Don't believe any theory of physics that has not been proven experimentally. We typically call it conjectures. There has been many absurd false conjectures in physics and none of them turned out to be reality.
Time machine and warm hole of the popular idea have never been proven. That's why they are false.

There are strict rules for a physical theory can be reality. The first one is that you have to prove it by experiment.

I would weigh more on the free energy, antigravity principles published in the journal and the net than any other nonsensical mumbo jumbos.



posted on Apr, 13 2011 @ 02:39 PM
link   
Absolutely far out post! This one will keep me up all night to night trying to get it straight. I'll have some serious questions later. Right now I can't decide between coffee, tequila, or other substances cause my brain just imploded on the first try at understanding the theory.

Thank You. And S&F



posted on Apr, 13 2011 @ 03:54 PM
link   
reply to post by notsoperfect
 


Of course not but there has been sufficient evidence e.g. special relativity that is actually works...but to be honest, we can't test it in all of the universe so how we can know that theories hold?

reply to post by barkingdogamato
 

I can't wait to answer them

Hit me, whenever.



posted on Apr, 13 2011 @ 06:14 PM
link   
I don't think we (most of the general public), the maths to grasp this. I love science, but i am not very good at solving maths or doing calculations. I love the theories, the ideas, the fact that it may be able to solve age old question like why and how we are here. I will leave the maths to those who can do it, and just sit back and be constantly amazed and what they can find.



posted on Apr, 13 2011 @ 06:18 PM
link   
reply to post by thedarktower
 


That's what I'm aiming here.
No maths.
Just theories...easy for EVERYONE to understand



posted on Apr, 13 2011 @ 09:48 PM
link   
reply to post by BlackPoison94
 

Posts like this are the reason I love ATS.
edit on 13-4-2011 by dn4cer2000 because: (no reason given)



posted on Apr, 14 2011 @ 07:43 AM
link   
Very interesting. I wish I had the brain power to understand some of the more detailed parts of it. I would have to say that for the most part I agree with him.



posted on Apr, 14 2011 @ 09:22 AM
link   
reply to post by dn4cer2000
 


Aww. Thank you



reply to post by solkim
 

With who sorry?
Brian Greene?
I do too



posted on Apr, 14 2011 @ 12:12 PM
link   
reply to post by Angelic Resurrection
 


Firstly, sorry for not replying sooner...I completely forgot to.


IMO, they will succeed. As a 2D infinitesimalyl thin membrane, the length of the known universe, whether elastic or otherwise to exist will require some amount of energy, now to beef up this membrane to the 3rd dimension, integrate this energy to encompass the 3rd dimension and you end up with an absurdly large energy value, which imo will cause the universe to collapse on itself.


Wait so how many dimensions do you believe the universe has? 3?
I wouldn't be surprised if there was some way for the universe to collapse...but i'm not following what you're saying..do you mind expanding for me please?


Sure we'll wait for your newly compiled thread on this. You do write just as well as zazzy

That thread might be a bit later on...got some other ideas.
And thank you..you don't know how much that means to me!



posted on Apr, 14 2011 @ 05:25 PM
link   
about the math problem well... sorry to say, but the formalism of math is essential to explain a whole plethora of phenomena, if you just think a little about it, expressing the most basic physical laws without formalism is one hell of a challenge. Sorry to say, but if you want to understand you need to study.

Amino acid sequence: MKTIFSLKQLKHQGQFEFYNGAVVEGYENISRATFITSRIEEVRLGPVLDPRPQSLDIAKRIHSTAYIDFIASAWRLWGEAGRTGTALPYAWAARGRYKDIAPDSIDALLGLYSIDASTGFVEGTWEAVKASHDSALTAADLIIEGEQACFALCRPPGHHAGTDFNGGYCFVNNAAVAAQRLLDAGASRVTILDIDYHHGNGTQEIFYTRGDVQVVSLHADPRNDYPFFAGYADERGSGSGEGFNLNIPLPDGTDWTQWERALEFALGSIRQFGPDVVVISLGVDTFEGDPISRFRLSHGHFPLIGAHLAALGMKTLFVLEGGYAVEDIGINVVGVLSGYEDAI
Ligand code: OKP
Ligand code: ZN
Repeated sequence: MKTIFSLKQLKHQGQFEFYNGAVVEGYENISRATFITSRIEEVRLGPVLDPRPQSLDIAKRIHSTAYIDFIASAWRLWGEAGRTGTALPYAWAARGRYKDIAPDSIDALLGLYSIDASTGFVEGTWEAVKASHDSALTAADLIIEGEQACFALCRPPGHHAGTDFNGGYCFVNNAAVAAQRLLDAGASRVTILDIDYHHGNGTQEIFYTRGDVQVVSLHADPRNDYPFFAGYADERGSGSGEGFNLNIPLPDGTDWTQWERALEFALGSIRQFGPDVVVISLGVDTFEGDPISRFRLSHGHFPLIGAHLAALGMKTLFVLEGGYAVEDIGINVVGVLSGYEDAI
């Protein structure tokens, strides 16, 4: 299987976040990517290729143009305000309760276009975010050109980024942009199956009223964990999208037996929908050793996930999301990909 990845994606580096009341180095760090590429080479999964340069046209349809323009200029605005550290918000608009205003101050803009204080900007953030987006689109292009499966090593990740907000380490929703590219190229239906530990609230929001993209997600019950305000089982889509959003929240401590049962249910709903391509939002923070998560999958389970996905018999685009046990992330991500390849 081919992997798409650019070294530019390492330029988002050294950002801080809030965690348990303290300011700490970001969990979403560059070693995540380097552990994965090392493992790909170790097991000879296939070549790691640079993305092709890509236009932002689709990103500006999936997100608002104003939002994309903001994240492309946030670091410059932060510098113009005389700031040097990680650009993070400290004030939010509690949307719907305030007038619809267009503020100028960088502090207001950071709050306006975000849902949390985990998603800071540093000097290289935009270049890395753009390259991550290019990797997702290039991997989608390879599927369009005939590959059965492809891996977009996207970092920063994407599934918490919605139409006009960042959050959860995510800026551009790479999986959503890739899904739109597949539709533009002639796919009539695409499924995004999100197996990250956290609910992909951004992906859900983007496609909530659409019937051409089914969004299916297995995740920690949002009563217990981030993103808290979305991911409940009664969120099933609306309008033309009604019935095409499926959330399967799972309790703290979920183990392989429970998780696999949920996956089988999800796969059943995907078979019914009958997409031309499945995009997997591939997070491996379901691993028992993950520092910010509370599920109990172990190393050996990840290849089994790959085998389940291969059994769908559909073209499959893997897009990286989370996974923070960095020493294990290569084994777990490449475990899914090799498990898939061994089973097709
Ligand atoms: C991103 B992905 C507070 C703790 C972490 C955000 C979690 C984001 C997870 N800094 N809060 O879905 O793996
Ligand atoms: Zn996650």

Apart from this I still have an objection towards string theory: I agree, the standard model is all but perfect, and everytime some experiment exposes its flaws, someone earns a nobel prize for renormalizing something to make it fit. Still, if we want the string theory to be worth more of the fairy tales of the virgin mary, there has to be a conceivable experiment to falsify it, and still there isn't, so as far as I'm concerned, string theory is not physics, it's more like religion with a lot of math involved. Not that I have anything against religion or magic... just I think science is a whole different topic



posted on Apr, 15 2011 @ 05:22 AM
link   

Originally posted by BlackPoison94
reply to post by Angelic Resurrection
 

Wait so how many dimensions do you believe the universe has? 3?
I wouldn't be surprised if there was some way for the universe to collapse...but i'm not following what you're saying..do you mind expanding for me please


To get some inkling on dimensions/energies, click on the link
in my signature

Cheers



posted on Apr, 15 2011 @ 06:37 AM
link   
reply to post by crowdtransplanter
 


Of course we need maths.
Maths in some cases does appear to be the 'language of the universe.'

But there's no harm to understand concepts without maths

I'm not studying anything of this yet



string theory is not physics, it's more like religion with a lot of math involved. Not that I have anything against religion or magic... just I think science is a whole different topic


Science itself is seen to be a religion to some. I however disagree that string theory is a religion...religions can't be proven correct but so far, everything is falling snugly within string theory...all previous concepts and it has predicted certain things which we have proven or will be able to.
edit on 15-4-2011 by BlackPoison94 because: (no reason given)



posted on Apr, 15 2011 @ 02:45 PM
link   

Originally posted by BlackPoison94
Science itself is seen to be a religion to some. I however disagree that string theory is a religion...religions can't be proven correct but so far, everything is falling snugly within string theory...all previous concepts and it has predicted certain things which we have proven or will be able to.
edit on 15-4-2011 by BlackPoison94 because: (no reason given)